Tiny homes aren’t just a fad anymore — what started as a way to lower mortgage payments and utility costs following the Great Recession has developed into a worldwide movement. And Google searches for “Tiny House for Sale” have grown a whopping 900%.
If you’re looking to purchase or build a tiny house of your own, there are a few decisions you’ll need to make: Where do you want to put your tiny house, and do you want to rent the land or purchase it outright? Are you looking to build your house on a foundation, or do you want to put it on wheels and travel from coast to coast with your home in tow?
When compared to a traditional or big house, tiny houses could save homeowners a lot of money. But exactly how much you’ll save comes down to the type of living situation you want. We’ve taken a critical look at the choices that aspiring tiny homeowners often have to make, and how much each option costs when compared to living in a traditional home on a one-month to five-year scale.
Big house vs. tiny house
Here’s a hypothetical:
Kate wants to build a tiny house, while Tyler wants a traditional home. They decide to shop around, find the best options, and see how they compare:
- Both want their house built by professionals
- Both want to use existing utility systems (power, water, sewage, etc.)
- Tyler wants to take out a mortgage, while Kate wants to take out a personal loan.
Here’s how their costs stack up:
It doesn’t matter if you’re looking to build or buy — the land underneath your structure will most likely increase in value over time, and it’s one of the best investments you can make. So even before construction begins, you have to decide where you want to live, and what you’re willing to spend on ownership of your land.
According to a study of land prices by state conducted by the Lincoln Institute of Land Policy, the average land value across all 50 states (as of first quarter 2016) comes to approximately $106,893. And the closer you are to a city, the more likely you are to see that number increase at an exponential rate.
Additionally, between 1978 and 2016, the American house grew 950 square feet, while individual lots have shrunk to 0.19 acres. That’s not a lot of property.
There are a number of factors that go into determining the value of a piece of land: Proximity to major urban areas, the potential for economic growth, and the market value of the land itself. Because this value varies widely from area to area, whether rural or urban, it’s difficult to estimate the average cost of land.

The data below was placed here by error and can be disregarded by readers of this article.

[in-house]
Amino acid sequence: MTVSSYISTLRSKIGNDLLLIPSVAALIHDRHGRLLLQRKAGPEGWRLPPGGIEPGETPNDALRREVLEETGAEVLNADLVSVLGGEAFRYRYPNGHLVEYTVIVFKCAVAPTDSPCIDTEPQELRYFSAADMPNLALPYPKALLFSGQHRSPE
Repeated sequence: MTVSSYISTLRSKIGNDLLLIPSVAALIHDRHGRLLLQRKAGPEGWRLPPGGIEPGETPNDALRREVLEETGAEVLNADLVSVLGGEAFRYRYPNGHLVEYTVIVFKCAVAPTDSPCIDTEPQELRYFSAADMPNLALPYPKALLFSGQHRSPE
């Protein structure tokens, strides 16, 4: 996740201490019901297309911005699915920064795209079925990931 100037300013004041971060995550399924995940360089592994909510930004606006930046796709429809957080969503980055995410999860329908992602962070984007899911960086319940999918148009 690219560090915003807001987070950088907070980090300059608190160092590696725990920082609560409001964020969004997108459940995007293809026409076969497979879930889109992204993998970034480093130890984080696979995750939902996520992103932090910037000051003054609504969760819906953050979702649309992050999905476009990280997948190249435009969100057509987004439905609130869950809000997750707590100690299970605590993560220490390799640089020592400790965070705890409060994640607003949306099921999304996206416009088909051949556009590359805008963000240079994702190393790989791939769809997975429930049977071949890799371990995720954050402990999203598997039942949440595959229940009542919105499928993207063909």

Generally, prospective homeowners face two options when it comes to property pricing: Lease a plot of land, or buy the land outright. Tiny homeowners have a third option: Turn their home into an RV or mobile home, and use their tiny house to travel across the nation.
Whichever you decide, be sure to look up your state and local government’s zoning laws and building codes before you shop around.
Leasing or Buying Land
It’s not uncommon for tiny house owners to live on plots of land owned by friends and family, and pay rent directly to them.
Aspirant homeowners can also seek out properties with an existing accessory dwelling unit (ADU) agreement, which enables homeowners to build a second, smaller dwelling on their property. ADUs often come with system development charges (SDC), which are additional fees that vary from city to city.
But if you prefer more privacy, or you can’t find anyone willing to share their property, you might have to rent a plot of land.
But again, before you do, make sure that local zoning allows the construction of a home on your intended plot. For many locations, the minimum house size is 900 feet.
Websites like Zillow, Realtor.com, or LoopNet can help you find vacant lots available for both sale and lease. Another option is to utilize classified sites, like Craigslist or private social networking services like Nextdoor, to publish inquiries or check for rentals.
Parking a Mobile Tiny House
If you’re looking to bypass land costs altogether, plenty of tiny house owners place their homes on wheels instead of a foundation and make their home mobile.
Mobile tiny house owners face a different set of challenges than their stationary peers. For example, mobile home owners that prefer constant travel are still required to establish a permanent address — which they can do via RV friendly states or mail forwarding services.
It’s easy and cheap to find somewhere to park your tiny home on a temporary basis.There are plenty of RV camps across the nation, and on average rent is about $20 per night. But many states limit the maximum amount of time mobile homeowners can stay in one place.
However, many RV camps throughout the U.S. and Canada are showing growing acceptance of long-term, mobile home parking, allowing for longer stays at reasonable costs.
Purchase & Building Costs
The U.S. Census publishes a monthly update of average sales prices of new (traditional) homes sold within the United States. In September 2017, the Census found that the average sales price of a new home was $385,200 — that’s up almost $20,000 from just one year ago.
Building your own traditional house could be an even costlier venture, with average building costs coming in at $286,909, and that’s before the price of land.